News of possible evictions of the Roma community “La Baraci” from Mangalia first reached me at the end of August 2014. My initial contact with the community happened at the beginning of September. At the time many people in the community claimed the mayor promised to relocate them in a newly refurbished social housing complex so they hand nothing to fear.

In May 2015 hundreds of people received notifications from the mayor — if they don’t pay their outstanding local debts and the incurred penalties (three times bigger than the debt itself) the city-hall will take them to court and ask for their eviction. 

While forced evictions are common practice throughout Romania, in Mangalia, the mayor considered a legal action to recover debts as a way to target Roma people without making it look like ethnical forced evictions.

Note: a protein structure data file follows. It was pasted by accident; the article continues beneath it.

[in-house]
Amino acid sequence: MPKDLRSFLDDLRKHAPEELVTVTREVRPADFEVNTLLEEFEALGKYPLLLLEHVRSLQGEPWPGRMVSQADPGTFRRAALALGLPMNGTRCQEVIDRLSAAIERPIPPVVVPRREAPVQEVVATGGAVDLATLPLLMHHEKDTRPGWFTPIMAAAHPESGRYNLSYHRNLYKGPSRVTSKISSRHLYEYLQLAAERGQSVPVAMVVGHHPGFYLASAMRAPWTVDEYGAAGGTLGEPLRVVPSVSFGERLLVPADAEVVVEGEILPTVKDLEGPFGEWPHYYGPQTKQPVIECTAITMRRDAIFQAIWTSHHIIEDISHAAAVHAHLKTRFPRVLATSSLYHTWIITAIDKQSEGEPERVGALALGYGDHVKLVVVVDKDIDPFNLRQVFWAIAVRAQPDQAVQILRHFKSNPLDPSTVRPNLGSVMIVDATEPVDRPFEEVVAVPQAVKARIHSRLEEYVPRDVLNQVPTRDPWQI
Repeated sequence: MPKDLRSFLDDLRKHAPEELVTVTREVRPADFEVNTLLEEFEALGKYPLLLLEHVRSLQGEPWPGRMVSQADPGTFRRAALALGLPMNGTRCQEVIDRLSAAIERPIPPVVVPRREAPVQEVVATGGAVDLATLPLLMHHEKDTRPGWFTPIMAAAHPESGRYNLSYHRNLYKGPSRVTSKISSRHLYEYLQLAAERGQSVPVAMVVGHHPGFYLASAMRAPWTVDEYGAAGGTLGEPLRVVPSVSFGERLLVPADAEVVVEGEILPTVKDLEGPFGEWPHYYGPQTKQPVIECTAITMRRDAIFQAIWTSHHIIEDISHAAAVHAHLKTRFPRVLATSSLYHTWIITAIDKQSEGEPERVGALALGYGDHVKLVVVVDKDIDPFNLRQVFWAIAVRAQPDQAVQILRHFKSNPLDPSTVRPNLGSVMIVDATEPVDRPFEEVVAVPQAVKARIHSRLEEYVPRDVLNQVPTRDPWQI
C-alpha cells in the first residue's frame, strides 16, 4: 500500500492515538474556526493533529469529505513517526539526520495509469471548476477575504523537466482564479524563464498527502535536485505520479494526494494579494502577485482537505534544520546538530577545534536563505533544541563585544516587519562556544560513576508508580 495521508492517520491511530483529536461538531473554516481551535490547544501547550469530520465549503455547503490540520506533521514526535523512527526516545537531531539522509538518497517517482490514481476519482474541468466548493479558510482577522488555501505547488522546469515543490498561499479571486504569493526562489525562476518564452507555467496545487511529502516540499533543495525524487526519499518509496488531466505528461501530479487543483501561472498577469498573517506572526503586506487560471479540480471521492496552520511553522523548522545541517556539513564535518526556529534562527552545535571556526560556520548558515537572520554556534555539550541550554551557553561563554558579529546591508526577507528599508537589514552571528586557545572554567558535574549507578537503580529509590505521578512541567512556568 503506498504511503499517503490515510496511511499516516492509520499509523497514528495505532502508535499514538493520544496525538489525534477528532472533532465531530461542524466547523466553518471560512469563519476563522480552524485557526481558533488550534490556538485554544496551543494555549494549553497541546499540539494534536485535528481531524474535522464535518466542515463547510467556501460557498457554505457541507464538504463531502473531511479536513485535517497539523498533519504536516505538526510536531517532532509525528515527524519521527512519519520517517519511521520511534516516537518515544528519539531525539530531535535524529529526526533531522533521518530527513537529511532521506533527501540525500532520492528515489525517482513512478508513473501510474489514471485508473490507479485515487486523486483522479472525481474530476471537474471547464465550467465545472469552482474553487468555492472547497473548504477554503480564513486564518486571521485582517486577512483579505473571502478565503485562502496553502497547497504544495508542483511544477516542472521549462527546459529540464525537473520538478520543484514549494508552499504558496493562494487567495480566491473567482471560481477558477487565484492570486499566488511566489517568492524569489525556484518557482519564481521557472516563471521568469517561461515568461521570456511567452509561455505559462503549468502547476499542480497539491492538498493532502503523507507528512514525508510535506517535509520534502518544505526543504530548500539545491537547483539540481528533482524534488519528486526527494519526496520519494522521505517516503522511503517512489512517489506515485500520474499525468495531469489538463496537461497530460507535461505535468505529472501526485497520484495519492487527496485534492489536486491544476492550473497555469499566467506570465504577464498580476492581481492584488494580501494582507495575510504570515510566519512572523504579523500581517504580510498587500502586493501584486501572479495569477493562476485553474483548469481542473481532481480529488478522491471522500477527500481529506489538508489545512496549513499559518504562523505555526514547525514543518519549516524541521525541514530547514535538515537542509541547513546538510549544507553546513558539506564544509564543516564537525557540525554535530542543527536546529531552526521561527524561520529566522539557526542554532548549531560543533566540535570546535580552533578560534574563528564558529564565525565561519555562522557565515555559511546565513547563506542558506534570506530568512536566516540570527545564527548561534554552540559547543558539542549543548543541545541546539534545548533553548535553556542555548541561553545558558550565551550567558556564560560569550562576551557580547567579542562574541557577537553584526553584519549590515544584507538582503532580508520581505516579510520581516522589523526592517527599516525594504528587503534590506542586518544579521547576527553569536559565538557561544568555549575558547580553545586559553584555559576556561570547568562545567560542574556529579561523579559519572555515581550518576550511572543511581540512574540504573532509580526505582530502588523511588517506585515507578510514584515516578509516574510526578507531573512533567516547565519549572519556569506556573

In 2015 I revisited the community and I brief Amnesty International about their situation while advising the community to talk to the municipality and try to obtain a schedule of gradual payment as this might deter the court case. 

On September 15, 2017 I received word about the ongoing eviction of at least 13 families. I once again alerted Amnesty International and local NGO’s urging them to take action and prevent a new wave of evictions scheduled for Monday 18, 2017.

Given the existence of a court order and the virtually inexistent social protection in Romania, the already evicted people, and soon enough the rest of the community, will be left with just the skies above their heads. Among those evicted is a mother of ten. Allegedly, during the evictions, Mrs. Amet Eatma (75) died of a heart attack after being abruptly urged by the riot police forces (accompanied by their utility dogs) to clear the street and retreat inside her home together with her grandchildren. The tragic event might force the city-hall and the riot police forces to postpone for hours, if not for days, the second wave of evictions. 

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